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Small Business suffers from low cash reserves #smallbusiness #cashflow

Small businesses are constantly worrying about their cash flow.  As noted before on this website, according to a Bloomberg article, most firms are operating month to month with cash reserves only lasting an average of 27 days.  To solve this issue, governments like the US, UK and Netherlands are stepping in to reduce payment periods.

The US government for example, “has implemented the Prompt Payment Act to help accelerate payments to small government contractors and subcontractors. The Act mandates that contractors are paid within 15 days of invoicing without requiring an early payment discount.”  According to MIT’s Jean-Noel Barrot and the Harvard Business School’s Ramana Nanda, firms that receive shorter payment periods see, “a payroll increase of 10 cents for each accelerated dollar, with two-thirds of the effect coming from an increase in new hires and the balance from an increase in earnings.”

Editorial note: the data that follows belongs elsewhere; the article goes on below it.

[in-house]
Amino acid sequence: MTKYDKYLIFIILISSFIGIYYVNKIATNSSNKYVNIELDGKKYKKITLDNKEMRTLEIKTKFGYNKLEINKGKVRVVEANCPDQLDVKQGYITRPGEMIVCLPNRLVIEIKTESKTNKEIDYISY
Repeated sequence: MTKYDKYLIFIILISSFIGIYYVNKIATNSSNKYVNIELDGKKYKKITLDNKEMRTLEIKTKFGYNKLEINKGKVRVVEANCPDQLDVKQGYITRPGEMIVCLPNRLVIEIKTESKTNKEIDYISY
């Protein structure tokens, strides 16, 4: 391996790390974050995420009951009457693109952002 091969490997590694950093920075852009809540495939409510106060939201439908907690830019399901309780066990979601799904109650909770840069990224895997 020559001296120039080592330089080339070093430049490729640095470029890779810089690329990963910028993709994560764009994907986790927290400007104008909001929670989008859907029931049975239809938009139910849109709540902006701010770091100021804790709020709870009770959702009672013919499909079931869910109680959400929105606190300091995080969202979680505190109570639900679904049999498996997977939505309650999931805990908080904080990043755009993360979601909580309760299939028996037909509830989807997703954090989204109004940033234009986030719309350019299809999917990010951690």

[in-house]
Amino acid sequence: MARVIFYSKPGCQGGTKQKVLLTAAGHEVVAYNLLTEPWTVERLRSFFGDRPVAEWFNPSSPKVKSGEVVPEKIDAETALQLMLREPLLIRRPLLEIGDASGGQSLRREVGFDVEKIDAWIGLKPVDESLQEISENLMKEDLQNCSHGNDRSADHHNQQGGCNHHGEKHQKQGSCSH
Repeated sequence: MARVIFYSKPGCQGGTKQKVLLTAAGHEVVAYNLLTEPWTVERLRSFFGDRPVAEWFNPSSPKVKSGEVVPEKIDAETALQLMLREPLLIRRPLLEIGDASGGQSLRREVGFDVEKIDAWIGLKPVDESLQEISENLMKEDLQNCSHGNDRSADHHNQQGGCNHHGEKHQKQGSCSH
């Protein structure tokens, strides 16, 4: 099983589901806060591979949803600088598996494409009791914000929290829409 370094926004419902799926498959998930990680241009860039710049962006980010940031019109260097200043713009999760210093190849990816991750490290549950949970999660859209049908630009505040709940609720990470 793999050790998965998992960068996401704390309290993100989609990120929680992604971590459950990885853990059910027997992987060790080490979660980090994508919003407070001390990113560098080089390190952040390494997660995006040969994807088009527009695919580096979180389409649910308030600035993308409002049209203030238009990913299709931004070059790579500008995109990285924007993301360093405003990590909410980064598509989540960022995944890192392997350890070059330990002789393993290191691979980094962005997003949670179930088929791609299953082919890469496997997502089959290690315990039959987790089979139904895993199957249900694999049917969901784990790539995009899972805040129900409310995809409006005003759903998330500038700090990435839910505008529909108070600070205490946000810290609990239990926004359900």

In addition technology is coming to the aid of small businesses with companies like FundBox, BlueVine and NowAccount allowing “small businesses to accelerate the collection of cash receivables, almost at the push of a button." 

"For small businesses, long payment terms are a double edged sword. While large corporations have the purchasing power to demand extended terms, small suppliers are unable to do the same with their own supply base. They have to pay their suppliers early, and receive payments late. This further increases their working capital requirements.”

Does your company offer short payment terms for your small and diverse suppliers? “If not, it’s worth considering implementing such a program. It helps your suppliers, and also lowers your company’s risk of having to replace a supplier that failed because of insufficient working capital.”

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